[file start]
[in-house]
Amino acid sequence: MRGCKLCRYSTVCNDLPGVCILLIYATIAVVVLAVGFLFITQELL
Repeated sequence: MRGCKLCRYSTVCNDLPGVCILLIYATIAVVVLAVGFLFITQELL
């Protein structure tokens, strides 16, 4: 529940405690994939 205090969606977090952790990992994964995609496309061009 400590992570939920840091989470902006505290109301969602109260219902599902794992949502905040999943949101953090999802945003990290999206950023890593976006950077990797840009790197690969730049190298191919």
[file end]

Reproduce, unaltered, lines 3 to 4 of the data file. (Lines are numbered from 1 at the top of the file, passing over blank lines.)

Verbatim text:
Repeated sequence: MRGCKLCRYSTVCNDLPGVCILLIYATIAVVVLAVGFLFITQELL
């Protein structure tokens, strides 16, 4: 529940405690994939 205090969606977090952790990992994964995609496309061009 400590992570939920840091989470902006505290109301969602109260219902599902794992949502905040999943949101953090999802945003990290999206950023890593976006950077990797840009790197690969730049190298191919």